AND INCLUDING 4 TCNS) ---------MA NU FA CT UR IN G -------------------N O N M A N UF AC TU RI NG ----------------PUBLIC U T I L I T I E S 4--------------

470
76
394
247

2.28
1.71
2.51
2.88

2.34
1.59
2.88
3.31

1.591.511.672.38-

3.31
1.75
3.33
3.36

TRUCKDRIVERS, H E AV Y (OVER 4 TONS
TRAILER TYPE) -------------------MA NU FA CT UR IN G -------------------N O N M AN UF AC TU RI NG ---------------PUBLIC U T I L I T I E S 4--------------

457
41
416
226

2.65
1.94
2.73
2.77

3.12
1.80
3.14
3.32

1.831.752.011.79-

3.32
1.98
3.33
3.36

TRUCKDRIVERS, HEAVY (OVER 4 TO NS
OTHER TH A N TR AI LE R TYPE) ------N O NM AN UF AC TU RI NG -----------------

216
136

2.09
2.15

2.04
2.03

1.83- 2.19
1.85- 2.58

TRUCKERS, POWER (FORKLIFT) -------MANU FA CT UR IN G -------------------N O NM AN UF AC TU RI NG ----------------

292
148
144

2.00
2.02
1.98

2.04
2.06
2.03

1.49- 2.43
1.48- 2.54
1.62- 2.29

-

_

-

_

_

-

-

-

~

”

~

_

_

~

”

_

~

_

-

78
~

23
5
18

66
66

2

2

12

18
18

-

-

-

2

12

“

“

.

_

_

-

-

-

-

-

-

2
-

~

-

_

_

-

59
2
57

7
-

_

.

-

-

18

4

•

“

“

~

_

-

_

_

-

-

-

-

-

6
6

“

~

”

“

-

10
8

-

1 Data lim ited to m en w orkers except where otherwise indicated.
2 E xcludes prem ium pay for overtim e and for work on weekends, holidays, and late shifts.
3 For definition of te r m s, see footnote 2, table A - 1.
4 Transportation, com m unication, and other public u tilities.
5 Includes all d r iv e r s, as defined, regard less of size and type of truck operated.




2

72
40
32

_
-

“

-

_
42
21
21

_

_

-

1

-

1
1

_

-

-

_
-

55
4
51

-

~

_

_
-

_

_

-

2
-

-

2

-

3

1

6

7
6
1
1

16
7
9
1

1

62
2
60
37

133
133

286

_
-

_

-

1
“

_

_

-

-

-

286
285

14
5
9

5
5

-

2
2

-

“

3

~

“

~

“

5
4
1
1

6
3
3
1

_

40

22

137

40
37

22

137
137

3

26

14
12

1
“

26
18

8
2
6
6

17

38

_

_

-

-

-

38

-

-

17

_
-

_
-

-

_
-

-

1

-

-

_
-

-

-

-

7

-

14
2
12
9

-

14

_

-

6
6

3
3

_

21

8

-

-

17
17

21

8

22
10
12

4
4
-

-

.
-

-

3
2
1

6
6

1
1

19
19

13
4
9

12
12

10
10

“

“
_

~

-

_
-

“

-

103

149

103

149
148

-

-

-

-

“

.

8
8

-

-

_

4

_

"

-

4

-

12
B.

Establishm ent P ra ctices and Supplem entary W age P rovision s
Table B-l. Minimum Entrance Salaries for Women Office Workers

(D istrib u tio n o f e sta b lish m e n ts studied in a ll in d u strie s and in in du stry d iv isio n s by m in im u m entrance sa la r y for se le c te d c a te g o r ie s
of in ex p erien c ed w om en o ffic e w o r k e r s , J a c k so n v ille , F l a ., January 1967)
In exp erien ced typ ists
M anufacturing
M in im u m w eekly st r a ig h t -t im e s a l a r y 1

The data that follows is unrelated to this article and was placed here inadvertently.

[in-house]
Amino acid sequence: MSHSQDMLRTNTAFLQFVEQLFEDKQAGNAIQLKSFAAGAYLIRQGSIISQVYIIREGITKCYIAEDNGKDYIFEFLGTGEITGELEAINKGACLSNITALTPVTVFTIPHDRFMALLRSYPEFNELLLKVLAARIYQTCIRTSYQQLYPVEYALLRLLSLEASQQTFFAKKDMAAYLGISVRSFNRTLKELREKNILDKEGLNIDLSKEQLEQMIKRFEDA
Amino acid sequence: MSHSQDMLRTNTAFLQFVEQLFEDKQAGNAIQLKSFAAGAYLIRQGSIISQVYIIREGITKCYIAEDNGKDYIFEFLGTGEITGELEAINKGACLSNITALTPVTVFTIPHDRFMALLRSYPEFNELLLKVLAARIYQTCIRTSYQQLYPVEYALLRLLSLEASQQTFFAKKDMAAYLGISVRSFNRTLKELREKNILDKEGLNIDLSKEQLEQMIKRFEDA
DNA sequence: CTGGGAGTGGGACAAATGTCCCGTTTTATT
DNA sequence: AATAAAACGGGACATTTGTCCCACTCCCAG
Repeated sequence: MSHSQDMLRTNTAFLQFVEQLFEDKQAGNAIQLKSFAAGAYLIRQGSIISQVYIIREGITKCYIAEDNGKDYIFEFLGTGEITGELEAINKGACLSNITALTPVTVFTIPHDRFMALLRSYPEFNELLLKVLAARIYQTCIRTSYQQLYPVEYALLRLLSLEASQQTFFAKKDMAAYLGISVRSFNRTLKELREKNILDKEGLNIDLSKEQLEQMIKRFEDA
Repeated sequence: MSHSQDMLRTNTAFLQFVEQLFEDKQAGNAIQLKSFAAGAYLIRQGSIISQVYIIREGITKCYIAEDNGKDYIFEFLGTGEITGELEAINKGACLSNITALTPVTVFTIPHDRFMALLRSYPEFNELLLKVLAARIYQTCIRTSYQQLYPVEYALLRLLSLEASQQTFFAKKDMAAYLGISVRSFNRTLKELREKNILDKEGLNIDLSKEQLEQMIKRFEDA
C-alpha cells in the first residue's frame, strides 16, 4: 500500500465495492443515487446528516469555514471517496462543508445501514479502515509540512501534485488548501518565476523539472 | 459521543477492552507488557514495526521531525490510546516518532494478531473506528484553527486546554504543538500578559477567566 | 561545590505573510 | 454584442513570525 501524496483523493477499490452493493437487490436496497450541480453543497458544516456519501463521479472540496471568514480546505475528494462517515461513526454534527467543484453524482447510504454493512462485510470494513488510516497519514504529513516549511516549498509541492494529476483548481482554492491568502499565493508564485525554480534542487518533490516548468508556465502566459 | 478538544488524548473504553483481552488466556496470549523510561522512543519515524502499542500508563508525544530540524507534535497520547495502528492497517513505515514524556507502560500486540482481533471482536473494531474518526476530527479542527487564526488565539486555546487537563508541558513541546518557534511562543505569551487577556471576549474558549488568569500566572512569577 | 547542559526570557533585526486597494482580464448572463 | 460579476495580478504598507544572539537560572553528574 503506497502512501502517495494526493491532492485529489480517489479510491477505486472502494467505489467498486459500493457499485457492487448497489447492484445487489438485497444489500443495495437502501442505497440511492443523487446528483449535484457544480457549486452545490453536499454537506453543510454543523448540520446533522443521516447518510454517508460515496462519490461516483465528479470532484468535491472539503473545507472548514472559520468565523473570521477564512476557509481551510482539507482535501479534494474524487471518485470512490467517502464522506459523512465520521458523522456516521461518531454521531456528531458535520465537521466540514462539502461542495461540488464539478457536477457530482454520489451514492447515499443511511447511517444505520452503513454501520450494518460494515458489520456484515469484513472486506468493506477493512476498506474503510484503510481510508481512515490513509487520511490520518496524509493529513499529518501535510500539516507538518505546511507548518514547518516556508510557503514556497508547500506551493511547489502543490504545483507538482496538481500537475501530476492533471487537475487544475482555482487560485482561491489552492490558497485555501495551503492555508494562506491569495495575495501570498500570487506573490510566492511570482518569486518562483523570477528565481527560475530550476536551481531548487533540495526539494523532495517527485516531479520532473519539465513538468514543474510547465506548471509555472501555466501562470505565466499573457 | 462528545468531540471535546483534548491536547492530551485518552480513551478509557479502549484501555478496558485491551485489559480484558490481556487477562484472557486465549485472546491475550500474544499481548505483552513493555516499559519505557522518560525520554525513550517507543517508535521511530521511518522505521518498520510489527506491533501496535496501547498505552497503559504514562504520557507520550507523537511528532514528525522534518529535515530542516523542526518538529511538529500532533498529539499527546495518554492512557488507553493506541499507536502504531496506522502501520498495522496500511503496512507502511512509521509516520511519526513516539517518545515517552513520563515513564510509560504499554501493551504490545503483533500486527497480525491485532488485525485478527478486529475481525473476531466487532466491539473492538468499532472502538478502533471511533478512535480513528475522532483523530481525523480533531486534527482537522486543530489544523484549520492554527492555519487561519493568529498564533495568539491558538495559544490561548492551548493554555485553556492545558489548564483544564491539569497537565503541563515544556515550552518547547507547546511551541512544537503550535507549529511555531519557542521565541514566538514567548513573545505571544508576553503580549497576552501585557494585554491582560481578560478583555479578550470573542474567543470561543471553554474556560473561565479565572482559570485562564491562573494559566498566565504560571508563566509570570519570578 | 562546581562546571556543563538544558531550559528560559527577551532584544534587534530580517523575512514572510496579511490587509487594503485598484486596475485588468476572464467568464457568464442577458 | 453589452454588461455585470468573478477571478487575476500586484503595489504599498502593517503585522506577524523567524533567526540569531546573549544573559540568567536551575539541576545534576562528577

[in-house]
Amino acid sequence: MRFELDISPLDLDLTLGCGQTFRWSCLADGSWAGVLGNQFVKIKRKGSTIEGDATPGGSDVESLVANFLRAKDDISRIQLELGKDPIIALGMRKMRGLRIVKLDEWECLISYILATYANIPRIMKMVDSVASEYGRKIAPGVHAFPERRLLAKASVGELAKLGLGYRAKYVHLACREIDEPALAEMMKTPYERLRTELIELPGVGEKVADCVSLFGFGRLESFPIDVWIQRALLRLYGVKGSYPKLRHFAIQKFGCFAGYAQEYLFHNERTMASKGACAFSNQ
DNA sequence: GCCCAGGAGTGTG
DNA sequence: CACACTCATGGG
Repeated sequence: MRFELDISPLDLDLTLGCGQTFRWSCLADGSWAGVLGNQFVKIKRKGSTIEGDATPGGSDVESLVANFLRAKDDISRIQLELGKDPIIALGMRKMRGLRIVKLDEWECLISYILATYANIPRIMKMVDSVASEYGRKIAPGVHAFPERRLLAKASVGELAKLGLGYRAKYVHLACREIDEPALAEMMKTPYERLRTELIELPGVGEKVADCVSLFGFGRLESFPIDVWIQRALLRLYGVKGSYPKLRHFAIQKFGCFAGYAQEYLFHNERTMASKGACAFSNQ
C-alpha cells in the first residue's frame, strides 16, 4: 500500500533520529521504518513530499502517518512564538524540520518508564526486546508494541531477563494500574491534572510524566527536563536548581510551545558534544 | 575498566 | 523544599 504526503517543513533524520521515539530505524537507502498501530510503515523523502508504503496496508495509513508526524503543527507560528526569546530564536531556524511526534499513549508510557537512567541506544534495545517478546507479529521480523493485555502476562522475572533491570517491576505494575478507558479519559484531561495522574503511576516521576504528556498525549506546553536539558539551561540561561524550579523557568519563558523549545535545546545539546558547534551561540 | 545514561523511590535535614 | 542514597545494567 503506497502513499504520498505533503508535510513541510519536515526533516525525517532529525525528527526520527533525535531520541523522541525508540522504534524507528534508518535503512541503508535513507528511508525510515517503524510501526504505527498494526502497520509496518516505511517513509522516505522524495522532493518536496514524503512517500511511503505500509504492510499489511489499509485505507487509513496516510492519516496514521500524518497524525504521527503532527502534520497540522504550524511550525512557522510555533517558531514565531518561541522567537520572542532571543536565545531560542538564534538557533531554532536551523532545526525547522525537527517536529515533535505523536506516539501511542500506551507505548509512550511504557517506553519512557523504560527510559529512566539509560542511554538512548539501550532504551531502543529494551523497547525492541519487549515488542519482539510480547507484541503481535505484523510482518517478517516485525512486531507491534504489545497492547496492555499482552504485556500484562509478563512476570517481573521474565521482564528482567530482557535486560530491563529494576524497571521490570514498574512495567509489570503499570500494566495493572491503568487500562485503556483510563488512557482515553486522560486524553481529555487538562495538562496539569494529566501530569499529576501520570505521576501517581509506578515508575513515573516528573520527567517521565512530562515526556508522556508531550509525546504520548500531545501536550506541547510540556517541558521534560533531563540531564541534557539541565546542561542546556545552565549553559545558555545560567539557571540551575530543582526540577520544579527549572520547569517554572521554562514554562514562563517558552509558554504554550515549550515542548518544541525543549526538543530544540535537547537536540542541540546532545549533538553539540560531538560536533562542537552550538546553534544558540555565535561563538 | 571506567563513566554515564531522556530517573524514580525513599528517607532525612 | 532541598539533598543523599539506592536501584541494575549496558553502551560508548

O ther irle x p e r ie n c e d c le r ic a l w o r k e r s 2

N on m anufacturing

M an ufactu ring

B a sed on standard w eekly hours 3 of—

A ll
in d u strie s

A ll
sch edu les

40

A ll
in du stries

A ll
sch ed u les

37Vz

40

N on m an ufactu r ing

B a se d on stan d ard w ee k ly h ours 3 o f A ll
sch ed u les

40

A ll
s chedule s

37 y2

40

E sta b lish m e n ts s t u d ie d __________________________________________

133

40

XXX

93

XXX

XXX

133

40

XXX

93

XXX

XXX

E sta b lish m e n ts having a s p e c ifie d m in im u m -------------------------

33

7

7

26

8

13

49

9

9

40

8

25

1
6
3
6
2
7
3

_
1
1

_
1
1

1
11
6
8
2
9
5

_
1
1

-

_
4
2
1
2
2

_

-

_
2
2
1
1
1

-

-

_
1
2
2
1

4
1

4
1

1
11
5
7
2
5
4

3

3

-

-

1
6
2
5
2
4
3

1

5
2
5
1
5
3

-

-

-

-

-

-

-

-

-

-

-

-

3

2

2

1

1

-

2

2

-

-

-

-

-

-

-

-

1
1

1

-

3
1

-

1

-

-

-

-

-

-

-

-

-

-

-

-

-

-

-

-

-

-

-

-

-

-

1
1

-

1
1

-

-

-

-

-

1
1
1

-

1
1

1
1
1

1
1
1

E sta b lish m e n ts having no sp e c ifie d m in im u m ----------------------------

23

11

XXX

12

XXX

XXX

31

15

XXX

16

XXX

XXX

E sta b lish m e n ts w hich did not em p lo y w o r k e r s
in this c a te g o r y ___________________________________________________

77

22

XXX

55

XXX

XXX

53

16

XXX

37

XXX

XXX

Under $ 50.
$ 5 0 .0 0 and
$ 5 2 .5 0 and
$ 5 5 .0 0 and
$ 5 7 .5 0 and
$ 6 0 .0 0 and
$ 6 2 . 50 and
$ 65 . 00 and
$ 6 7 .5 0 and
$ 7 0 .0 0 and
$ 7 2 . 50 and
$ 7 5 . 0 0 and
$ 7 7 . 50 and
$ 80. 00 and

00 ......................................................... ................ ...................
under $ 5 2 . 5 0 _____________________________________
under $ 5 5 . 0 0 _____________________________________
under $ 5 7 . 5 0 _____________________________________
under $ 6 0 . 0 0 _____________________________________
under $ 6 2 . 5 0 _____________________________________
under $ 6 5 . 0 0 _____________________________________
under $ 6 7 . 5 0 __________________ __________ _______
under $ 7 0 . 0 0 _____________________________________
under $ 7 2 . 5 0 _____________________________________
under $ 7 5 . 0 0 _____________________________________
under $ 77 . 5 0 _____________________________________
under $ 8 0 . 0 0 _____________________________________
o v e r ________________________________________________

-

-

-

1
1

T h e se s a la r ie s r e la te to f o r m a lly e sta b lish e d m in im u m sta rtin g (hiring) re g u la r s t r a ig h t -t im e s a la r ie s that are paid for standard w o r k w e e k s.
E x c lu d es w o r k e r s in s u b c le r ic a l jo b s such as m e s s e n g e r or o ffic e g ir l.